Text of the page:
The Media Should Stop Demonizing Dr. Craig Spencer


After weeks of panic about the presence of Ebola in Dallas, the deadly virus has made its first appearance in New York City. On Thursday night, officials confirmed that Dr. Craig Spencer tested positive for Ebola and a new level of hysteria set in across the mainstream media, especially cable news.

Before the test results were even back, CNN was hyping the fact that Spencer had traveled from his uptown apartment via subway to a Williamsburg bowling alley the day before he called 911 with symptoms of fever, taking an Uber car home at the end of the night.

By the time Fox News’ Megyn Kelly went on air at 9 p.m. ET, she was calling the doctor “irresponsible” for not self-quaranting himself after returning from his work with Ebola patients in Guinea as part of the Doctors Without Borders program, despite taking what he believed were the necessary precautions and not experiencing any Ebola-like symptoms. Donald Trump expectedly took things even further on his Twitter feed, accusing Spencer of “recklessly” flying home after working in West Africa before deciding the whole thing was President Barack Obama’s fault.

These types of attacks on a doctor who was willing to lay his life on the line to travel halfway across the world and help people in dire need is exactly what we do not need right now. Despite what Rand Paul or George Will might have you believe, the scientific community is certain that Ebola cannot be transmitted through the air nor can it be transmitted if the infected person is not experiencing symptoms. On top of that, it does not stay present on hard surfaces for more than a few hours. These are facts that Spencer no doubt knew and his actions reflect a reasonable level of care.

Unlike those who are criticizing him for returning to his home and living his life, Dr. Spencer was brave enough to actually do something about the Ebola epidemic in the place where it causing an enormous amount of death and suffering. And contrary to what his critics are saying now, Spencer did show concern about his condition upon his return, checking his temperature twice a day since he arrived in New York last week, according to the city heath commissioner. He may have been out bowling on Wednesday night, but as soon as started to experience symptoms, including a 103 degree fever on Thursday morning, he followed the proper protocol: calling 911 and having professionals transport him to the hospital instead of trying to get there on his own.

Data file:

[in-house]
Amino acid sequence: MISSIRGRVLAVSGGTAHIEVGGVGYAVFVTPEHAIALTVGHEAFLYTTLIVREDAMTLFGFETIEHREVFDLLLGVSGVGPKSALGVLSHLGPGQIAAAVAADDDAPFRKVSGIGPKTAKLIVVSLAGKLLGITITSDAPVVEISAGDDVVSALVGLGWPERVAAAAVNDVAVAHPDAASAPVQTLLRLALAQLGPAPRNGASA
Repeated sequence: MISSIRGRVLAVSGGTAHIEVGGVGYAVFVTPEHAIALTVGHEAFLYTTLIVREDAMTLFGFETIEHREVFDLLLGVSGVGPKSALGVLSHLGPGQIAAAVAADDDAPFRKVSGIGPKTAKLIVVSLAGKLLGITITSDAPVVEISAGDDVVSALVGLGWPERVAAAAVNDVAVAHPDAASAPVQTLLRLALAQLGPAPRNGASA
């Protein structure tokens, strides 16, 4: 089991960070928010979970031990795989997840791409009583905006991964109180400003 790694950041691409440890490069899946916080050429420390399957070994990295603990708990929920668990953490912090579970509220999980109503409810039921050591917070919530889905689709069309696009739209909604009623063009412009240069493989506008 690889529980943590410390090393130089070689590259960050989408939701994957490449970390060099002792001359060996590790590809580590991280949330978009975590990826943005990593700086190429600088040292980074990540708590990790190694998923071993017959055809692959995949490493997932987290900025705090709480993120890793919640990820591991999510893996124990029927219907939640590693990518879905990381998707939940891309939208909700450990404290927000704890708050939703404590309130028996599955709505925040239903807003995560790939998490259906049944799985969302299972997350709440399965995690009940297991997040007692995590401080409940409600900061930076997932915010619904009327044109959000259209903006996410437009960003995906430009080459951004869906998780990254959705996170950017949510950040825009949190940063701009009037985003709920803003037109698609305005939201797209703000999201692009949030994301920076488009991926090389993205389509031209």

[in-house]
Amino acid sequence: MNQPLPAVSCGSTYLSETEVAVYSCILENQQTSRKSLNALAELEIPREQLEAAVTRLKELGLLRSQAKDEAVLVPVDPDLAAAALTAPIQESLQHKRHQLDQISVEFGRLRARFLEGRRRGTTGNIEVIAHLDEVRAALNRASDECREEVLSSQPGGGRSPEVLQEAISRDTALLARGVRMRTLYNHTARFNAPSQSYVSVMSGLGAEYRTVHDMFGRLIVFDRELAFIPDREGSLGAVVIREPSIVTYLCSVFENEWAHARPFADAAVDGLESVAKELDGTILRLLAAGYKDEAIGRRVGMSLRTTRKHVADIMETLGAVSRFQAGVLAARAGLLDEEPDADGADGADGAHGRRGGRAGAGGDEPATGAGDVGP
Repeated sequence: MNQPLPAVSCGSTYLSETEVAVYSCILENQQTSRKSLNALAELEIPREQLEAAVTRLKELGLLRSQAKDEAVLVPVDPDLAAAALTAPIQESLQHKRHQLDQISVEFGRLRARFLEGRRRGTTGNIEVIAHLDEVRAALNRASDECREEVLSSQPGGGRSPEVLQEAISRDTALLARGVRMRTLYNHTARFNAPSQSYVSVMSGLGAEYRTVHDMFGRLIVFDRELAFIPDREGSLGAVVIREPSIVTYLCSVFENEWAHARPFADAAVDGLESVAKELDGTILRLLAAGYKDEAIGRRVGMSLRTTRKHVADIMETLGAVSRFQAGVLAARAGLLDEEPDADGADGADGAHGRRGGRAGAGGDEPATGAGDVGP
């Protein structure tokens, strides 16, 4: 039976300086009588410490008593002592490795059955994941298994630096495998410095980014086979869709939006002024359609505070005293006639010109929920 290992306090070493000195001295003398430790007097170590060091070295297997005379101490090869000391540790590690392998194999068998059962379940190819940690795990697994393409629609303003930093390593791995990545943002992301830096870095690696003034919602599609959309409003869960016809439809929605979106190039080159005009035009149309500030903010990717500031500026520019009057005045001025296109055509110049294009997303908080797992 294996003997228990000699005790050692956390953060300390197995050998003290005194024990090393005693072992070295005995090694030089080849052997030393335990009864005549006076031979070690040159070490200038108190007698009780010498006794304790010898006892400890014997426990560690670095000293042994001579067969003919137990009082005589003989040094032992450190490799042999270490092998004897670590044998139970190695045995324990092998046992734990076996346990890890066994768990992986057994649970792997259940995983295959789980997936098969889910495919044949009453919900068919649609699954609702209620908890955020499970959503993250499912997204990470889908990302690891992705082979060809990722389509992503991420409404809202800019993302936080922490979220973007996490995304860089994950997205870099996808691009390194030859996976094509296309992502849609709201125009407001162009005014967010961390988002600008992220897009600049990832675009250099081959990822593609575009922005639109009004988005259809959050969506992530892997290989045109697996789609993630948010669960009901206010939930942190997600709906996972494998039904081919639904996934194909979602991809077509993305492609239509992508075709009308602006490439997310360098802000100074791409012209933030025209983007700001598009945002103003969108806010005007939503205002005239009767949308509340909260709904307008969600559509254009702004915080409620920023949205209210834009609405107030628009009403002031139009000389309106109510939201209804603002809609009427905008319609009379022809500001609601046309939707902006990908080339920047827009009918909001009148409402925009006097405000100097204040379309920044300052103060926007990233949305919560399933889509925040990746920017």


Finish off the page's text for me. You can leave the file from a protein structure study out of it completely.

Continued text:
As CNN’s Erin Burnett was awaiting Spencer’s test results, along with the rest of cable news last night, she spoke to medical expert Dr. Alexander van Tulleken, who highlighted the reasons why Americans should not rush to judgement in this case. “This is someone who has been doing unbelievably difficult work to keep us safe,” van Tulleken said, “and to ask those people, who have other jobs and lives, to come back and quarantine themselves for 21 days is exceptionally hard for an organization to do, which is the only organization mounting a response.”

The point Dr. van Tulleken was making is a vital one. In order to stop the spread of Ebola worldwide, Doctors Without Borders needs people like Spencer to travel to West Africa and volunteer their time and expertise to this cause. If, when they return, they know they are going to going to be forcibly quarantined regardless of their exposure level and then demonized by the press if they have the misfortune to contract the disease they are working to prevent, then likely less people will be willing to make the necessary sacrifice.

Dr. Craig Spencer knew the risks he was taking when he decided to join the fight against Ebola. He is one of very few people willing to do what he did. For that, he should have his country’s support, not their scorn.

Watch video below, via CNN:

[Photo via screengrab]

— —

>> Follow Matt Wilstein (@TheMattWilstein) on Twitter

Have a tip we should know?

Filed Under: